Friday, May 28, 2010

International Trademark Association Annual Meeting in Boston

I just got back from our annual INTA meeting, this year in Boston. Our firm is a long time INTA member. There were over 8300 trademark owners, attorneys and professionals from over 130 countries in attendance. As if the international scope of the meeting is not enough, the trademark expertise and experiences of the attendees is simply amazing.  Meetings, educational seminars and parties are the order of the day (and night). If only the entire world could get along this well!

Of course, the entertainment industry is always well represented at the annual INTA meeting, and this year I was pleased to hear colleagues from the Office of the United States Trade Representative (USTR), the United States Patent and Trademark Office (USPTO), and the United States International Trade Administration (ITA) talk about how they are working to protect U.S. entertainment businesses and their products exported to other countries.  In particular, the USTR representative explained that China has been improperly keeping US CDs and DVDs out of China for many years. The USTR filed a complaint against China with the World Trade Organization, and was able to get China to agree to allow the CDs and DVDs in. The USTR and ITA work hard to help US businesses - including entertainment industry businesses - get a fair opportunity to compete in other countries. They do their work at no charge to businesses. Check them out at  and

Questions and comments welcome.  Have a great day!

Friday, May 21, 2010

Publication of Songs and Sound Recordings

Following up on my post yesterday, the question was asked "what is publication?" My answer was distribution to the public - for example by making your music available on the Internet - constitutes publication. I also explained that it might not be a distribution - for example if you are only making your music available to a certain group of people, and not the general public. However, it is best to assume that publication has occurred if you are making your music available on the Internet, and/or selling (or giving away) a few CDs at public performances. When that happens, you should be thinking that the "clock is ticking" on your 3 month safe harbor to get a copyright application filed.

Here's what the statute (17 USC § 101) says about publication:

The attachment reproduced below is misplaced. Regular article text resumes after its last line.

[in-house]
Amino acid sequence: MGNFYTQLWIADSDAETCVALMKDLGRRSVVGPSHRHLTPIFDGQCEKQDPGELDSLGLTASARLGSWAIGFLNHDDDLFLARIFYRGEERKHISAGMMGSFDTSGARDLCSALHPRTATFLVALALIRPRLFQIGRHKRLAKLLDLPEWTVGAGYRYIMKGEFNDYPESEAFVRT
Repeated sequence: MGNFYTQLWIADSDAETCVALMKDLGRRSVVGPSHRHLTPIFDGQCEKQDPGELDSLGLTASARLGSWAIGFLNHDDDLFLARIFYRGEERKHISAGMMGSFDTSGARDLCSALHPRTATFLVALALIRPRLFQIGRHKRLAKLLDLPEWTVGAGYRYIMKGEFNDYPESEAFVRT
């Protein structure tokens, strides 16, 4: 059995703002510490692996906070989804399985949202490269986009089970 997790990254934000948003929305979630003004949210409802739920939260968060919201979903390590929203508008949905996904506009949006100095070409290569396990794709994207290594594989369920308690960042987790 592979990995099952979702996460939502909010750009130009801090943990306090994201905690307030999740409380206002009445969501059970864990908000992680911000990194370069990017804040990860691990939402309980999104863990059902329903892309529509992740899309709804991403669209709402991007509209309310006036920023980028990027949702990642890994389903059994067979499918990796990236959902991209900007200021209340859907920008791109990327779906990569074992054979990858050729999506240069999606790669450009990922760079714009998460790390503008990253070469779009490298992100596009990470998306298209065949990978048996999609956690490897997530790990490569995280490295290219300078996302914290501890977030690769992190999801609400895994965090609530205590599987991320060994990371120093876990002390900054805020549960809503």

“Publication” is the distribution of copies or phonorecords of a work to the public by sale or other transfer of ownership, or by rental, lease, or lending. The offering to distribute copies or phonorecords to a group of persons for purposes of further distribution, public performance, or public display, constitutes publication. A public performance or display of a work does not of itself constitute publication.

Comments welcome. Have a great day!

Thursday, May 20, 2010

It's on!

First post to the musicnlaw blog, and that's what I'm talking about - music and law. My name is Michael Hoisington, and I'm an attorney at Higgs Fletcher & Mack LLP (HFM) in San Diego, California. I'm in my 10th year of practice, devoted exclusively to intellectual property and entertainment law. You can find my bio here:

The information and opinions expressed here are my own, not HFM's, and I take responsibility for everything posted here. Comments always welcome, but please be professional.

I'm also a musician - undergrad degree in music composition from UCSD (a great music department). I'm a songwriter, electric/acoustic guitarist, and performer. You can check out my myspace site here:

I'm a co-chair of the Entertainment and Sports Law (ESL) section of the San Diego County Bar Association, and have been a member of the section for the past 10 years. Our website is here:

Welcome to my blog, and I hope you find it informative and useful. My hope is that it will appeal to attorneys, musicians, songwriters, people in the entertainment industry and maybe even just plain folks interested in the subject matter.

I want to make a quick comment about copyright registration. I spoke at a seminar hosted by the San Diego Songwriters Guild about a week ago, and one question I got was about how the 3 month safe harbor rule in Section 412 of the Copyright Act (17 USC § 412) works. In most cases, you have 3 months from the date of publication to file a copyright and obtain the benefits of the Copyright Act- statutory damages (17 USC § 504), costs and attorney's fees (17 USC § 505). If the work is unpublished, you only get the benefits of the statute if you registered your work before the infringement began. What does this mean? If you register your copyright within 3 months of publishing the work, for example, 60 days after you publish the work, if someone infringes the work within that 60 day period, statutory damages, costs and attorney's fees will be available to you (even though you did not have a registration yet).

What you should take from this is - REGISTER COPYRIGHTS EARLY AND REGISTER OFTEN. As soon as you complete a work, register it as soon as you can. Protect your hard work. You can register copyrights online at

Comments welcome, and have a great day!